The very fact that we talk of ideas as ‘offensive’ is indicative of the problem. There are many ways of disagreeing with someone’s views – we may see them as irrational, reactionary or just plain wrong.
But to deem an idea ‘offensive’ is to put it beyond the bounds of rational debate.
Offensiveness is an affront to an entrenched tradition, a religious precept or one’s emotional sensibilities that cannot be erased by reasoned argument. It is a notion that sits well with the moralising, emoting, often irrational approach to politics that we all too often see today.
But hatred, of course, exists not just in speech. Hatred has physical consequences. Racism can lead to racist attacks, homophobia to anti-gay violence. In November 2005, two men were sentenced to life for murdering black teenager Anthony Walker with an axe simply because of his skin colour.
Isn’t it important, then, to limit the fomenting of hatred to protect the lives of those who may be attacked? Simply by asking this question, we are revealing the distinction between speech and action: saying something is not the same as doing it. But in these post-ideological, post-modern times, it has become very unfashionable to insist on such a distinction.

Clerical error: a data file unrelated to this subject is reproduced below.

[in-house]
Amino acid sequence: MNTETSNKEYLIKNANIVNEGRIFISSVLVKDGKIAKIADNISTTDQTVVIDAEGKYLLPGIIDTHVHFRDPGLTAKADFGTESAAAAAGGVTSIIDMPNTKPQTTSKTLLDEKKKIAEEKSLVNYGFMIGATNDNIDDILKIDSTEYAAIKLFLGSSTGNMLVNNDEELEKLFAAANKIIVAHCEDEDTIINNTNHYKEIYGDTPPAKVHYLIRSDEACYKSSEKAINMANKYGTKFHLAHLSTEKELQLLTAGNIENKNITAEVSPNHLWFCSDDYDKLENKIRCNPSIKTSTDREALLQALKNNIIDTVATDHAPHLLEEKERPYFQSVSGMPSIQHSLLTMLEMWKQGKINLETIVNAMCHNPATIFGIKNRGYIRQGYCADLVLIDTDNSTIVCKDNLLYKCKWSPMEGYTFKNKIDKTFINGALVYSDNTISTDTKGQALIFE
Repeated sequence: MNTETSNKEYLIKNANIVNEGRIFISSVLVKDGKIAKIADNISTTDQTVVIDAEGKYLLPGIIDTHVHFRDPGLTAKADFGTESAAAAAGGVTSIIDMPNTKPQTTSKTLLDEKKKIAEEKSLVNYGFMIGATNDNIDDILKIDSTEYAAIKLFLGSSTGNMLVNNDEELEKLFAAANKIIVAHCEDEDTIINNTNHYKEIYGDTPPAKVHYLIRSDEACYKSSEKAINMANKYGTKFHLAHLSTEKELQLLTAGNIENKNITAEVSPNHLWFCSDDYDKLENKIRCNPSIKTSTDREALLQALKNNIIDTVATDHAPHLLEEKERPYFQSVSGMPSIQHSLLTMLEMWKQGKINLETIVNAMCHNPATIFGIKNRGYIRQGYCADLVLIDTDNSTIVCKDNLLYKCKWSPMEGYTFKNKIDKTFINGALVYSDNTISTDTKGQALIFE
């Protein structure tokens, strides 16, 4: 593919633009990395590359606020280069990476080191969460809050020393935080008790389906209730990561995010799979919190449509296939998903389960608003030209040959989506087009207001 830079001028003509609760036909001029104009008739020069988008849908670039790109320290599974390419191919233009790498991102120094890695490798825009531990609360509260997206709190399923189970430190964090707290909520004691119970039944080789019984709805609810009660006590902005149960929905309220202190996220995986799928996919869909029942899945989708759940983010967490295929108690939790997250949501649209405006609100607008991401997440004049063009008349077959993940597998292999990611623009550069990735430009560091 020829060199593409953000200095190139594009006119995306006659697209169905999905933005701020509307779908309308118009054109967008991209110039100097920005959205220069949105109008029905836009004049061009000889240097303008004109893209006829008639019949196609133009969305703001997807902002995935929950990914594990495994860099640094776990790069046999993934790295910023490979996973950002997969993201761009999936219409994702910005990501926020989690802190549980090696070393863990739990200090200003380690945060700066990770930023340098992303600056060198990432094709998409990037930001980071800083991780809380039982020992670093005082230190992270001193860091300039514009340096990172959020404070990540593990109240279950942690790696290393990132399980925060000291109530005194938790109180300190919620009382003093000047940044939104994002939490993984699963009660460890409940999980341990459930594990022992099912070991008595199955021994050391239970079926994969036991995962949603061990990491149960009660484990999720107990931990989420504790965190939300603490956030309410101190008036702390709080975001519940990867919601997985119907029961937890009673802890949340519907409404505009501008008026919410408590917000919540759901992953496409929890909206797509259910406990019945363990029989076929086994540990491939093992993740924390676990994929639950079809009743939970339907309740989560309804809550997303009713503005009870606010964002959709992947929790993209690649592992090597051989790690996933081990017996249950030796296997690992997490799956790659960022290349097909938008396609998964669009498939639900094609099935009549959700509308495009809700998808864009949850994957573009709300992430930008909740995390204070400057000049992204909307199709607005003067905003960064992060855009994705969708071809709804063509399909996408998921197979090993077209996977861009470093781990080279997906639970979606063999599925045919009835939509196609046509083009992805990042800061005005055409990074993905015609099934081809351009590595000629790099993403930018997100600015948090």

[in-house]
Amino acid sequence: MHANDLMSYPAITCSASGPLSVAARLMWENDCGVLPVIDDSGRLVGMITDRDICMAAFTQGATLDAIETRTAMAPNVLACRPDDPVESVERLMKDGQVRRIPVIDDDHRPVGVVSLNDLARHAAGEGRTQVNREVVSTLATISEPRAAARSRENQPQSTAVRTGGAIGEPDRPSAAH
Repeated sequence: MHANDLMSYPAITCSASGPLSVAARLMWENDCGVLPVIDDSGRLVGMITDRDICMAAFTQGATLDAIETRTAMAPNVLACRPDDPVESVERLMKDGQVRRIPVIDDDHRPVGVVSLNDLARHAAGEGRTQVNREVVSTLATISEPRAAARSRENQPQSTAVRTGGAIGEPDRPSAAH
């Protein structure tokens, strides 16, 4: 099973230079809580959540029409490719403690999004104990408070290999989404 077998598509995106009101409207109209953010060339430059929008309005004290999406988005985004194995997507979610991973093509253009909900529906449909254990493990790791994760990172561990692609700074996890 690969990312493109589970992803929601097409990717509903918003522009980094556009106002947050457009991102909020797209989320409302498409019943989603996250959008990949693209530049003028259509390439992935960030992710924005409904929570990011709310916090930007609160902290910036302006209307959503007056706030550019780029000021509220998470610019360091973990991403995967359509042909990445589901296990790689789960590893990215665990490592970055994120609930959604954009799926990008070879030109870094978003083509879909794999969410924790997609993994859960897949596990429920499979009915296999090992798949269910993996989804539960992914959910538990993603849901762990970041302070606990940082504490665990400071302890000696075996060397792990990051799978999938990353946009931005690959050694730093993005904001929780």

In blurring the distinction between speech and action, what is really being blurred is the idea of human agency and moral responsibility because lurking underneath the argument is the idea that people respond like automata to words or images.
But people are not like robots. They think and reason and act upon their thoughts and reasoning. Words certainly have an impact on the real world, but that impact is mediated through human agency.
Racists are, of course, influenced by racist talk. But it is they who bear responsibility for translating racist talk into racist action. Ironically, for all the talk of using free speech responsibility, the real consequence of the demand for censorship is to moderate the responsibility of individuals for their actual actions.
Having said that, there are circumstances where there is a direct connection between speech and action, where someone’s words have directly led to someone else taking action. Such incitement should be illegal, but it has to be very tightly defined. Incitement is, rightly, very difficult to show and to prove legally.